4) The concept of asking those who deviate from the religion to repent, and if they reject, they would be sentenced to death penalty, has been an Islamic concept that was adopted by the trend of thorough compliance with the sacred texts. Moreover, this concept would not be changed or misinterpreted. Hence, the claim of “missing the actual interpretation”, as well as the attempts to find justifiable excuses for everyone who makes mistakes as regards the issuance of religious judgment, was not acceptable at all. The Muslims applied this concept to `Uthmān, during his reign, but they stopped carrying it out when `Uthmān declared repentance. Yet, it was again carried out when `Uthmān, again, repeated the same mistakes by issuing personal judgments concerning the religious affairs and ordering to kill the followers of the trend of thorough compliance with the sacred texts.
It has been also said that if `Umar had lived for a longer life committing the same mistakes of issuing religious judgments inferred from his personal views, the Muslims would have killed him in the same way as they killed `Uthmān. In order to avoid the falling of the authority in the hands of the compliers with the sacred texts, `Umar made the words, or decision, of `Abd al-Rahmān ibn `Awf the criterion in the selection of the coming caliph in case the members of the Shūrā Committee would disagree in order, first of all, that he would be able to guarantee the happening of what he (`Umar) desired as regards the next caliphate and, secondly, that `Abd al-Rahmān ibn `Awf would lead the matter to the preferred outcome.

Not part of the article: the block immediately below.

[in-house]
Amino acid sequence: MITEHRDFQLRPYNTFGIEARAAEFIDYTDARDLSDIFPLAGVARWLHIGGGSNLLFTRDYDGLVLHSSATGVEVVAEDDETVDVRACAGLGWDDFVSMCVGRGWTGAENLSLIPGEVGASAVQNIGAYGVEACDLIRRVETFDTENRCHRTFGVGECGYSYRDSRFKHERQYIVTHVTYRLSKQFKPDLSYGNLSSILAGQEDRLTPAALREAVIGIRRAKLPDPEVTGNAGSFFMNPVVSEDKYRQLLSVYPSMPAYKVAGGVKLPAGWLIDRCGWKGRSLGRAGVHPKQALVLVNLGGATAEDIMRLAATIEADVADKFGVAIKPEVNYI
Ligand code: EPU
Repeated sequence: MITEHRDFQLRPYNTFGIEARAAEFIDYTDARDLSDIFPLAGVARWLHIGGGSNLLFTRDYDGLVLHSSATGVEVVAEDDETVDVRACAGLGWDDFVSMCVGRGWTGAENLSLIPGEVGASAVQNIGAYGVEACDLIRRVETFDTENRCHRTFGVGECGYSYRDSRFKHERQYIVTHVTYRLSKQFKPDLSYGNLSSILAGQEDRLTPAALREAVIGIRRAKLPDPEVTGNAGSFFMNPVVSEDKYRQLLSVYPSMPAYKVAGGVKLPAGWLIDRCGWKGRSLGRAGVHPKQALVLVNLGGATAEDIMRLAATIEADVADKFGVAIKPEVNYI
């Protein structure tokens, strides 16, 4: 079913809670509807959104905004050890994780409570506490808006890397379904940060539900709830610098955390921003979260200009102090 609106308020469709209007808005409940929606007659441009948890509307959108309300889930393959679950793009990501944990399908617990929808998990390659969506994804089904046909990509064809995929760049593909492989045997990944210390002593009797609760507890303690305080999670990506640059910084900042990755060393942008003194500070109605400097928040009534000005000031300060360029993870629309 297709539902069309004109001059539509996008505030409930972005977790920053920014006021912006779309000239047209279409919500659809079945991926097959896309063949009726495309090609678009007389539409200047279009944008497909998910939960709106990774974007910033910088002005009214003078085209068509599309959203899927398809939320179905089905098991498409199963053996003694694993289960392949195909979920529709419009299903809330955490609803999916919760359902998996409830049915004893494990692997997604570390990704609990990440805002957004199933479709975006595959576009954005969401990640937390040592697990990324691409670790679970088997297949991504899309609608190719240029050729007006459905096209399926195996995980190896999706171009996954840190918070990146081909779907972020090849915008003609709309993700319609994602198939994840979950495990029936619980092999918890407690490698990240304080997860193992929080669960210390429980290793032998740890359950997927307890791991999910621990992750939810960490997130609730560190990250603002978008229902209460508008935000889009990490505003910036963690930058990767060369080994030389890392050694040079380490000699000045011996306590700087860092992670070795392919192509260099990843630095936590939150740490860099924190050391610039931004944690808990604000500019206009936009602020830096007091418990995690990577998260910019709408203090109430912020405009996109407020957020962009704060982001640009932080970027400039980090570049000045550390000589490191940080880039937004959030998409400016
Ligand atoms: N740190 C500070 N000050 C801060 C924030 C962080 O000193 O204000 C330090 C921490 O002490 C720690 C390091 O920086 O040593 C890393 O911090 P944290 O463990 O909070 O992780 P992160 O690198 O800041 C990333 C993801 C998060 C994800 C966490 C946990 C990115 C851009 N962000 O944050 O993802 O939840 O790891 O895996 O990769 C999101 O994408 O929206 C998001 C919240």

This fact can be more obvious if we ponder over his sighs and regrets when he missed very much Abū-`Ubaydah ibn al-Jarrāh and Sālim, the manumitted slave, and hoped that they had been alive so that he would have appointed one of them as his successor! In this respect, it is worth mentioning that Sālim was a slave while `Umar, on the day of Saqīfah, insisted on the stipulation that a caliph must be from the tribe of Quraysh. Ironically, in his final hours, he wished Sālim were present so that he would make him the caliph! Beyond dispute, this situation means that `Umar did not want the caliph to be held by those whom he disliked and those who disagreed with him in ideas.
In other words, `Umar did not want to deliver the position of caliphate to the promulgators of the spread of Hadīth and the reporters from the Holy Prophet, such as `Alī ibn Abī-Tālib, Abū-Dharr, `Abdullāh ibn `Abbās, `Abdullāh ibn Mas`ūd, or `Ammār ibn Yāsir, because these persons and their likes would certainly find fault with his course and conducts and would support the adversary course.
`Abdullāh Ibn `Umar Disagrees With His Father